How my husband's fishiest hobby restored my faith and my spirit.
Posted in , Feb 1, 2007
I've always hated the question, "Do you have any hobbies?" My usual response is to shrug my shoulders and mumble, "Reading. That's about it." Not so my husband, Rick. He can't sit still long enough to read a book. We've been married for more than 25 years and he's always had hobbies. He keeps coming up with more and more of them, and they get quirkier every time.
There were the chickens he raised in the backyard, then the parakeets—60 of them—that he adopted. He had to repair a gazebo for them that he'd been given, and that took months. There were the old motorcycles he restored and the slot cars he raced in the basement. The track was still there. If it wasn't one thing, it was another. Why would a grown man need hobbies? I asked myself. Rick works long days at his automotive shop. Why in heaven's name would he want to come home and work on something like repairing a gazebo? Wouldn't he rather just sit next to me and read?
"I want to build a koi pond," he announced to me one night after dinner. I nodded, and went right back to reading my book. Rick might as well have said that he was going to fly to the moon. And what the heck was a koi pond anyway?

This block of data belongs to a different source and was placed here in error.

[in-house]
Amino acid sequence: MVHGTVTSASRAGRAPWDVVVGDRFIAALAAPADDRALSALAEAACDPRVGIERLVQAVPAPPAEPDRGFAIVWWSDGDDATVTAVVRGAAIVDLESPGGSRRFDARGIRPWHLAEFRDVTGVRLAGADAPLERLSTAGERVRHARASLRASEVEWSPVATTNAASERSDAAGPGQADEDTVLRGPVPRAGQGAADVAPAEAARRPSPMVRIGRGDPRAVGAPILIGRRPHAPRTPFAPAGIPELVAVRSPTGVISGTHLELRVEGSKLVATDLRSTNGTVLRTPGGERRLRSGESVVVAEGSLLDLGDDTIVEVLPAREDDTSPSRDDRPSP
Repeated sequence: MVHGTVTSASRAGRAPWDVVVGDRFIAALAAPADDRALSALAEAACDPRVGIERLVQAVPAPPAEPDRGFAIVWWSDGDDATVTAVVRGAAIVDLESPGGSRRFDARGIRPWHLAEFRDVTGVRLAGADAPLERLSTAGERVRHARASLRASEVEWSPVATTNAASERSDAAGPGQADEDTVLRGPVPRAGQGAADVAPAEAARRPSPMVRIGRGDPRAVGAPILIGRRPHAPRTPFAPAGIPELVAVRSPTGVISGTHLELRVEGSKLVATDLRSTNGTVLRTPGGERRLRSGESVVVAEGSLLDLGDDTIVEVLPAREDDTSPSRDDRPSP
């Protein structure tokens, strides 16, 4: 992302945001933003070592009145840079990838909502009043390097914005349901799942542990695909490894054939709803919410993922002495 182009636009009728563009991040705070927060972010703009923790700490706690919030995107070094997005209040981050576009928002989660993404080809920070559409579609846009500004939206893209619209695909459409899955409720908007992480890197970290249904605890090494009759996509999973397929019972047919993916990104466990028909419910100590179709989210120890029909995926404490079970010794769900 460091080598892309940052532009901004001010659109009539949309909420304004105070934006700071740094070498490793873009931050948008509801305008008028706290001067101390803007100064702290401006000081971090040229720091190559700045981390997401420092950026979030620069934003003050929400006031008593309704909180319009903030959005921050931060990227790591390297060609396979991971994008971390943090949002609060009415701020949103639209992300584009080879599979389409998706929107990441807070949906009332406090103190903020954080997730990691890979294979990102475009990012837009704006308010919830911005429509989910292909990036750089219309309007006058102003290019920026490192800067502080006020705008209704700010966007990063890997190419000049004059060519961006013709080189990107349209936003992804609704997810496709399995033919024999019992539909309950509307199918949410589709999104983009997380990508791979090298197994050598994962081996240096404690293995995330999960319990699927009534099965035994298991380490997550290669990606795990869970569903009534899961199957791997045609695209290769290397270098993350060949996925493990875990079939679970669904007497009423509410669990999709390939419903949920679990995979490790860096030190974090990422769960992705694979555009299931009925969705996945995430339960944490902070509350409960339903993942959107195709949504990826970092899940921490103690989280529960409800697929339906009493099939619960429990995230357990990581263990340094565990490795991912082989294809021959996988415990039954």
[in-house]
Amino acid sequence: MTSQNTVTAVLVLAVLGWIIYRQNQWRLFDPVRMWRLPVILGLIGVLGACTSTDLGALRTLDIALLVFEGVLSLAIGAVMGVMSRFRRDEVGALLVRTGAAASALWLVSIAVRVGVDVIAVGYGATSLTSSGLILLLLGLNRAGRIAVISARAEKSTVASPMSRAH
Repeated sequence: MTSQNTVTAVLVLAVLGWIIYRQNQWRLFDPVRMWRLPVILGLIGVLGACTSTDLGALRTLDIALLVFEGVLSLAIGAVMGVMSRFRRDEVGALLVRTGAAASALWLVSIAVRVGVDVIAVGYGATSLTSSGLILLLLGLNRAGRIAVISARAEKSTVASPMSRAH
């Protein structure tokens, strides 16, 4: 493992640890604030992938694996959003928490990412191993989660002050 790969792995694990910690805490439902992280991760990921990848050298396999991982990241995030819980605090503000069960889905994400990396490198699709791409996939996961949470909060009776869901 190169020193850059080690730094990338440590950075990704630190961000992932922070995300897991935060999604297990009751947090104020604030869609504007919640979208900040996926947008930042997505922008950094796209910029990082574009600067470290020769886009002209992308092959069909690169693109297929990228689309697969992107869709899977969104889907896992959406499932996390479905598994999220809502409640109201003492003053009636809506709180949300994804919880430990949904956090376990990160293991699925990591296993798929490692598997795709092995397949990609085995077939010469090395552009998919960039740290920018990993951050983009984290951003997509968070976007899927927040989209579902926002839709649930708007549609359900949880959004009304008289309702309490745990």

By Saturday morning I had forgotten all about it. Then a neighbor showed up with a backhoe and started to dig two gaping holes in the yard. I downed my second cup of coffee and watched warily from the deck. "What's he doing that for?" I asked.
"For the koi pond." Oh, that. Rick draped his arm over my shoulder. "Can't you just picture it?" He pointed to a small hill. "That's where the upper pond will be, with the lower pond down here and a waterfall connecting the two. It should be really beautiful. Don't you love the sound of running water?"
"Yes," I said hesitantly. Maybe it would be beautiful, but I didn't see why he wanted to do all this work. "Remember when you were fixing up the gazebo?" I asked. "Remember how you sweated in the summer heat and got aggravated over the instructions? You seemed relieved when it was all done. Why would you want to take on another project?"
He looked at me like a kid. "Because it's fun!" he declared.
Rick checked out different designs on the web and ordered a pump that came in the mail. He studied rocks and waterfalls and figured out all of the dimensions. I wondered if he was going out of his mind. Was this some midlife crisis? Lord, I prayed, help me to understand my husband. What was a wife supposed to do?
The next Saturday he asked me excitedly, "Wanna help me pick out some river rocks?"
I put down the newspaper. "River rocks?" I asked.
"For the koi pond. We'll go to the pet store first—I need a white male parakeet for the gazebo—then we can go buy river rocks," he said.
No, I thought, there's other stuff I'd rather do. Anything. Didn't I need to do some shopping? Then I remembered my prayer. "Okay," I said, and went to get my purse (I had to squelch the temptation to include a book in case I got bored). Rick put on his baseball cap and we got in his big red truck.